I'll be hiding this one in a day or so.  I'm actually going to the Walt Disney Family Museum this Monday, and my wife joked that I should hide it outside in that area.  But let's be honest, you know my luck.  I'll hide it on the grounds there, and then their landscaping service will come by and hit it with one of their mowers and do some kind of devastation.  So I think we'll just hide it here in town.

Monday, July 2, 2018

Luke Skywalker Portrait: Luke Joins Obi-Wan in Their Adventure

So after doing double duty on Ben's image, I decided after looking at him on my wall above my drawing table, that he needed Luke to be next to him.  Of course, that's what a normal person would get around to thinking.  Anyways, I ended up using the same approach as I had done with Kenobi, only this time I added a middle value of gray to the shadows, which gave his face more depth.

I think that, with this, I'm probably going to be moving on away from the geometric shape assemblage portraits.  They were fun brain teasers and  were engaging as a viewing experience, but I really want to get on with a wider array of color.  What started with Jabba the Hutt almost two years ago culminated with this guy, and I think that's about enough.  That'll do, pig. That'll do.

Jesus: The Painted Rock!

Last year, while on a trip to the beach at Morro Bay, I stared at massive Morro Rock, and thought about how it had been used as the background for one of Ralph McQuarrie's preproduction paintings of Threepio and Artoo in the desert.  While gazing at the huge formation, I also thought about how it looked like a shoulder.  I wondered who could have themselves, in a portrait, transition from this massive stone formation into a human.  And for whom would that make sense?

Given my religious upbringing, it was a natural choice.  So, it all should've been a smooth and naturally easy process, to paint an image on a rock.  Right?

WRONG.

What followed was months of on and off again attempts to get the image right.  The expression of Jesus was never correct.  I was finding it impossible to engineer the composition in order to fit everything I wanted to say.  As a matter of fact, there were things that I had to give up on with the final rock.

But then there just comes the day when it's time.  Put your notes away, I am passing out the exams.

And so I just did it.  It's rather odd for me, to paint something that's so storybook-looking, but I figure that the quick read of the overall image is more important than my selfish desire to impress people.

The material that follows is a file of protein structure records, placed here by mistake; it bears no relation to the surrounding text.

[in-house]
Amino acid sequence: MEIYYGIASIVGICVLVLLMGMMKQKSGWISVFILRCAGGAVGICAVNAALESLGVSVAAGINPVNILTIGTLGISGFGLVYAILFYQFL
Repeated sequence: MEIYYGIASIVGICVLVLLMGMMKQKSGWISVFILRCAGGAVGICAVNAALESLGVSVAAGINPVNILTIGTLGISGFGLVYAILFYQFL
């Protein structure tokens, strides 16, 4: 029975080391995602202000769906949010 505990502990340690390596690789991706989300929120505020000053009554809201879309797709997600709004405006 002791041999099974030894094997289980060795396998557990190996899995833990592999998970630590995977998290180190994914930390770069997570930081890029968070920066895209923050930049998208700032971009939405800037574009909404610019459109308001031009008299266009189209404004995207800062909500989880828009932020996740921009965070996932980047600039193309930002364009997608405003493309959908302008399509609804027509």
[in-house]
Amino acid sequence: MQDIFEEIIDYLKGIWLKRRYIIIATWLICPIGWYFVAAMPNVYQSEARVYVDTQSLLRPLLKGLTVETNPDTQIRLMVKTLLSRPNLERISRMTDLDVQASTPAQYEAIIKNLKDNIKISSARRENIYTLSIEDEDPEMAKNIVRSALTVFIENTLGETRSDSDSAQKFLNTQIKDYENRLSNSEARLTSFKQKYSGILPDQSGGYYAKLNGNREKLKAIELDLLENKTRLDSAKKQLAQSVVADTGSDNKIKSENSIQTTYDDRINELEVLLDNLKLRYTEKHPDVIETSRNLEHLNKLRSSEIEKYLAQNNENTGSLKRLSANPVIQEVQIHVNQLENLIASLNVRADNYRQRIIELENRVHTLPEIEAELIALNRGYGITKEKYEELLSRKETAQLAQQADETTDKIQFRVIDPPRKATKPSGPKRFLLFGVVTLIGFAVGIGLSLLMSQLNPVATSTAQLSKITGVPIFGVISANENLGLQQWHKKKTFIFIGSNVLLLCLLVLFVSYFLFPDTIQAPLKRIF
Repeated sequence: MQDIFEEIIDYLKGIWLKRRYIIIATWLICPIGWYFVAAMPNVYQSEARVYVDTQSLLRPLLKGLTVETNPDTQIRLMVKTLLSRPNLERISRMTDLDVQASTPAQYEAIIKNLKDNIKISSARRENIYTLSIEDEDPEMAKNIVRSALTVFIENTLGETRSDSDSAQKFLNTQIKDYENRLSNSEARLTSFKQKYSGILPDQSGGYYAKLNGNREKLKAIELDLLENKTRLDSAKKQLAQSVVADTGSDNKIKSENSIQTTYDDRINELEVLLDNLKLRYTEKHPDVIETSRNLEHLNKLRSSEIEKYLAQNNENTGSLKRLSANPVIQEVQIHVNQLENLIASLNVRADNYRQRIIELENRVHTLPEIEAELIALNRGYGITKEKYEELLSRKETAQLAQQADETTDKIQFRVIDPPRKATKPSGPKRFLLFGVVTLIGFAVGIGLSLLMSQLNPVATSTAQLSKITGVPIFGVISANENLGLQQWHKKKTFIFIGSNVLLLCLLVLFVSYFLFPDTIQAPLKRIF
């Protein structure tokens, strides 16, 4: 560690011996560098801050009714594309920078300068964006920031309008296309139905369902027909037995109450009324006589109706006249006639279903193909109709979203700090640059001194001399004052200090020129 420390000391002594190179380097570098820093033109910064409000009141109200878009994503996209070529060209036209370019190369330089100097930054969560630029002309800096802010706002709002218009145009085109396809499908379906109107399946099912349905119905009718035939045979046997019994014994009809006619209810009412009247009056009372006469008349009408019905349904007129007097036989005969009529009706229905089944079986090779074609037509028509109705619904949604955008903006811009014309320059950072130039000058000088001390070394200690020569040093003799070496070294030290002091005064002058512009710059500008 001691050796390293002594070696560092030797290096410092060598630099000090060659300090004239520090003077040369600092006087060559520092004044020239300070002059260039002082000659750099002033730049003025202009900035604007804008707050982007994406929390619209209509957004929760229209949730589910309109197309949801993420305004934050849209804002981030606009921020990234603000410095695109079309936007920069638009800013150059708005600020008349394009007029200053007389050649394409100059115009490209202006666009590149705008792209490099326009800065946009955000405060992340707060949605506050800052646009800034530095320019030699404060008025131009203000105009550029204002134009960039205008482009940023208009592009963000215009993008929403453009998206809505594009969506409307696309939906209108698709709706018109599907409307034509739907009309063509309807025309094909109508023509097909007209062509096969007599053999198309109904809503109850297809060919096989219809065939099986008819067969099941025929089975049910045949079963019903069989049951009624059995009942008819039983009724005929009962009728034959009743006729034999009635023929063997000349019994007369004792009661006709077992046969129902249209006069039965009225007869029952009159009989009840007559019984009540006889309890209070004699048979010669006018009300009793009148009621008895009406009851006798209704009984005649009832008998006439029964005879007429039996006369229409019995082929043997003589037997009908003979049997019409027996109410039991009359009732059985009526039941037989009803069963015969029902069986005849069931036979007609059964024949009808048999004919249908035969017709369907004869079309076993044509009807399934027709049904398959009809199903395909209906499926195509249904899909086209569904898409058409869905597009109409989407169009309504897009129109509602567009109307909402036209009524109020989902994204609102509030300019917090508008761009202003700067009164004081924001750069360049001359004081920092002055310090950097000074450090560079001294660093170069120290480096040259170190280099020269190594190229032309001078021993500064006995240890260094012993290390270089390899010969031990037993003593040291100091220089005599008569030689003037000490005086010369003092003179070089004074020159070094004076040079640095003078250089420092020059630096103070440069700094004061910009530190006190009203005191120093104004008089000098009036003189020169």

So in the end, it's a compromise, but hey, I actually did it instead of just daydreaming all of the time about it.  Most of the original idea is here: the nativity, the sermon on the mount, the crucifixion, and finally, the resurrection.  I think the best part of the image is Mary Magdalene, hands raised to cover her mouth in a gesture of shock.  By the way, yes, I know her skirt is too short.  But it looked lame-o to have her skirt go all the way to the ground.

Anyways, hope you enjoy the Jesus Rock!

Monday, June 18, 2018

Obi-Wan.... Again!

So, after looking at my Obi ink portrait for about three weeks or so, I decided that I didn't hate him enough to throw him out, but didn't love him enough to keep him as he was.  So... instead of reworking the original, I decided to start all over.

This time, it was much quicker.  After completing the initial black shapes, it was on to splattering ink with an old fossilized toothbrush, as well as this time adding some translucent raw sienna over the entire image, to make it look like it was old and affected by time and the environment-- like Alec Guinnes was.

I remedied the annoyance with the last one regarding not having a thick enough white border around the image.  I believe that it makes a BIG difference in the overall presntation, to have that hand-painted uneven white border all the way around.

On the whole, I feel satisfied now that this is the image I originally had in mind.